path: root/develenv/utilities.rst
blob: ee57fa67d3f24dd5300bb6ce1965c319236afc9d (plain) (tree)



























.. comment SPDX-License-Identifier: CC-BY-SA-4.0

.. _rtems-specific-utilities:

RTEMS Specific Utilities

This section describes the additional commands available within the *RTEMS
Development Environment*.  Although some of these commands are of general use,
most are included to provide some capability necessary to perform a required
function in the development of the RTEMS executive, one of its support
components, or an RTEMS based application.

Some of the commands are implemented as C programs.  However, most commands are
implemented as Bourne shell scripts.  Even if the current user has selected a
different shell, the scripts will automatically invoke the Bourne shell during
their execution lifetime.

The commands are presented in UNIX manual page style for compatibility and
convenience.  A standard set of paragraph headers were used for all of the
command descriptions.  If a section contained no data, the paragraph header was
omitted to conserve space.  Each of the permissible paragraph headers and their
contents are described below:

    describes the command syntax

    a full description of the command

    describes each of the permissible options for the command

    lists any special noteworthy comments about the command

    describes all environment variables utilized by the command

    illustrates the use of the command with specific examples

    provides a list of major files that the command references

    lists any relevant commands which can be consulted

Most environment variables referenced by the commands are defined for the RTEMS
Development Environment during the login procedure.  During login, the user
selects a default RTEMS environment through the use of the Modules package.
This tool effectively sets the environment variables to provide a consistent
development environment for a specific user.  Additional environment variables
within the RTEMS environment were set by the system administrator during
installation.  When specifying paths, a command description makes use of these
environment variables.

When referencing other commands in the SEE ALSO paragraph, the following
notation is used: command(code).  Where command is the name of a related
command, and code is a section number.  Valid section numbers are as follows:

    Section 1 of the standard UNIX documentation

    Section 1 of the GNU documentation

    a manual page from this document, the RTEMS Development Environment Guide

For example, ``ls(1)`` means see the standard ls command in section 1 of the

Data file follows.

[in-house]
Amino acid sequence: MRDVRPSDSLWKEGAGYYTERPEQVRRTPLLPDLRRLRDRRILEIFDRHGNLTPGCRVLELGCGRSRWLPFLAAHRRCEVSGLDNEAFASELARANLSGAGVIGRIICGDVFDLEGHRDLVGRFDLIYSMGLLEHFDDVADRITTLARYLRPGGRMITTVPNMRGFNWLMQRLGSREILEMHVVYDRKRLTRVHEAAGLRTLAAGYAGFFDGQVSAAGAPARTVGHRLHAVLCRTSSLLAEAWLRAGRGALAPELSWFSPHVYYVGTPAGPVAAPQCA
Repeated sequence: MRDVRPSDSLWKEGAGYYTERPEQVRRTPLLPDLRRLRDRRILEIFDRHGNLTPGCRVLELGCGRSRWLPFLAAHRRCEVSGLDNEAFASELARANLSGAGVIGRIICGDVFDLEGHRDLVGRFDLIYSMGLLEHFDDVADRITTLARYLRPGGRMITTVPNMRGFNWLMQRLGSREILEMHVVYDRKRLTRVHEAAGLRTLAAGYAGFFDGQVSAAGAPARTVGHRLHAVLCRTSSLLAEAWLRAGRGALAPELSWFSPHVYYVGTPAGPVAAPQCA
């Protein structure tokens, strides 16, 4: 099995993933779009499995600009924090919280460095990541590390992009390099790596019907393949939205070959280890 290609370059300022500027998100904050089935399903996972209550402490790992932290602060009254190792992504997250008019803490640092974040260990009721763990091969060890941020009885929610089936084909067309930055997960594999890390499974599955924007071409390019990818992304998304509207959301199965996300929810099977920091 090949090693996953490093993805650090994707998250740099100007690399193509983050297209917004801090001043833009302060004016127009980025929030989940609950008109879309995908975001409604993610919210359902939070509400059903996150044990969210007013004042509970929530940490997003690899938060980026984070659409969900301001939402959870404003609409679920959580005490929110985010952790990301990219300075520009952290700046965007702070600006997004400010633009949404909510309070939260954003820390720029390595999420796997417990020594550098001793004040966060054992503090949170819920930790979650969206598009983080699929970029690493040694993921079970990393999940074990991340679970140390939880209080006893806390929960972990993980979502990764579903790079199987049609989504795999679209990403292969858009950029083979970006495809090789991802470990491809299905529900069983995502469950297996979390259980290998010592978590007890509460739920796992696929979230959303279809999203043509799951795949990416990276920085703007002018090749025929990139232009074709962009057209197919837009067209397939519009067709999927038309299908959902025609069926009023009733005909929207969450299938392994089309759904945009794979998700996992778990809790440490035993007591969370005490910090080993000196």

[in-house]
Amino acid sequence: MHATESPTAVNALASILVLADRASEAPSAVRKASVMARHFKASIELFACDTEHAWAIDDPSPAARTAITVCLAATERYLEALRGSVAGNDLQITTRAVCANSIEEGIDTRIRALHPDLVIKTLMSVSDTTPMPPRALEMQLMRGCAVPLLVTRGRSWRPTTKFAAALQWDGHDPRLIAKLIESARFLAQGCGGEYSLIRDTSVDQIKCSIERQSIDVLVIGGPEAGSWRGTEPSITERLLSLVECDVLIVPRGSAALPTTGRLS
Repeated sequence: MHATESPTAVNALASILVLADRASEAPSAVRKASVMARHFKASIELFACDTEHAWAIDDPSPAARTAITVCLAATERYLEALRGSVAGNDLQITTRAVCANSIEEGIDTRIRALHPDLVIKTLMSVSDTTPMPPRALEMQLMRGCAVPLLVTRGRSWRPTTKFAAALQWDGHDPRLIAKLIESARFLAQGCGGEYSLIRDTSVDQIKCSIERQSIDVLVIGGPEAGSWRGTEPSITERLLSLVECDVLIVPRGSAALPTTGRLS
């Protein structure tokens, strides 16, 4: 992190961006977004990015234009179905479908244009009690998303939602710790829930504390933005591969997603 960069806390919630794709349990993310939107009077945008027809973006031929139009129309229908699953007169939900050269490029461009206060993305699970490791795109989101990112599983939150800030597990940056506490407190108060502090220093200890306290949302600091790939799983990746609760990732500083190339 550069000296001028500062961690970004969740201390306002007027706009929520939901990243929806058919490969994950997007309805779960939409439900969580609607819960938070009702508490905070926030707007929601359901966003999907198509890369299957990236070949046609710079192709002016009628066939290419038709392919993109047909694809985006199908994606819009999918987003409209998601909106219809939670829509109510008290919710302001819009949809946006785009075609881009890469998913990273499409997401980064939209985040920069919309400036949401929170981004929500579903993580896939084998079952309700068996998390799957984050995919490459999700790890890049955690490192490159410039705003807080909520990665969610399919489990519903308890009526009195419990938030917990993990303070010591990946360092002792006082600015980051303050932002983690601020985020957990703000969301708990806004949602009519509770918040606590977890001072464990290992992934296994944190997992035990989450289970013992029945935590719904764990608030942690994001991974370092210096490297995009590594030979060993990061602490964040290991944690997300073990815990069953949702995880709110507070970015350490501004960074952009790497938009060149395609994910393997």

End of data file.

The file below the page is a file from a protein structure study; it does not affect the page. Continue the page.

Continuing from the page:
UNIX documentation.  gcc020(1G) means see the description of gcc020 in section
1 of the GNU documentation.

packhex - Compress Hexadecimal File


.. code-block:: c

    packhex <source >destination


packhex accepts Intel Hexadecimal or Motorola Srecord on its standard input and
attempts to pack as many contiguous bytes as possible into a single hexadecimal
record.  Many programs output hexadecimal records which are less than 80 bytes
long (for human viewing).  The overhead required by each unnecessary record is
significant and packhex can often reduce the size of the download image by 20%.
packhex attempts to output records which are as long as the hexadecimal format


This command has no options.


Assume the current directory contains the Motorola Srecord file Then executing the command:

.. code-block:: c

    packhex < >

will generate the file which is usually smaller than


The source for packhex first appeared in the May 1993 issue of Embedded Systems
magazine.  The code was downloaded from their BBS.  Unfortunately, the author's
name was not provided in the listing.

unhex - Convert Hexadecimal File into Binary Equivalent


.. code-block:: c

    unhex [-valF] [-o file] [file [file ...] ]


unhex accepts Intel Hexadecimal, Motorola Srecord, or TI 'B' records and
converts them to their binary equivalent.  The output may sent to standout or
may be placed in a specified file with the -o option.  The designated output
file may not be an input file.  Multiple input files may be specified with
their outputs logically concatenated into the output file.


This command has the following options:


``a base``
    First byte of output corresponds with base address

    Linear Output

``o file``
    Output File

``F k_bits``
    Fill holes in input with 0xFFs up to k_bits * 1024 bits


The following command will create a binary equivalent file for the two Motorola
S record files in the specified output file binary.bin:

.. code-block:: c

    unhex -o binary.bin